The youth - it was a mere boy he addressed-made no reply; for be leaned against the rugged wall with his arms folded round his partisan, buried in thought, and quite unconscious of what was passing before him. Only when the sharp sound of firing caught his ear, he raised his dark eyes from the ground, and then cast them down again. Poor boy! his delicate features and slender form were cast in a far different mould from that of the rude men around him, and this even the mean garb of a common yeoman could not disguise. There was a nobility in his look, and a loftiness in his carriage, which told the son of gentle parents, and one who had been bred in a station far above his present lowly walk, whatever misfortune might have reduced him to it.
While the youth was thus buried in meditation, musing perhaps of the happy home he had left behind him, an officer, who had passed through the gate from the city, and had been giving orders to the pioneers, accosted him familiarly. The officer was also a young man, but had evidently seen much service; and there was a wild fire in his eye, and a desperate recklessness stamped on his handsome features, marred as they were by the scars of several flesh wounds, some not yet perfectly healed, that marked him one of those men, often at battle with the world, at least setting little price upon themselves, who have ventured all upon the one cast, and are resolved to win it or perish.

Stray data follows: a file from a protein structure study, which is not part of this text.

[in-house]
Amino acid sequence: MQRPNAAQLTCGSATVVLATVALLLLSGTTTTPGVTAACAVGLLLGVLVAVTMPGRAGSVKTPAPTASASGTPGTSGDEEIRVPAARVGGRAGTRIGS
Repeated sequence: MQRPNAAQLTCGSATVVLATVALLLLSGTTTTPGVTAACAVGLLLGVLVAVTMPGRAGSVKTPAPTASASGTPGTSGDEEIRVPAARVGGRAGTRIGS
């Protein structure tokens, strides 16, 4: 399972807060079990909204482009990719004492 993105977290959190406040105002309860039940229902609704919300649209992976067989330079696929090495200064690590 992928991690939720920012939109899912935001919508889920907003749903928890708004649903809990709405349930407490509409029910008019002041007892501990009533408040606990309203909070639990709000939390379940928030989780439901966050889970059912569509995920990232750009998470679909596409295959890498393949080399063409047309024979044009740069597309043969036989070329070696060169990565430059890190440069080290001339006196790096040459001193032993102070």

“Walter," said the officer in a low voice, as he pointed to the tall spires of a city dimly seen in the extreme distance, “yonder is Ghent, where Farnese bas fortified himself for a last struggle, and has called up so many troops from Liege and Brussels, that when he once has them in his walls he may laugh at us for ever. They will come up to him to-morrow; but ere then the night assault of a handful of desperate men, led on by one, alas ! more desperate, who recks little how soon he may throw away á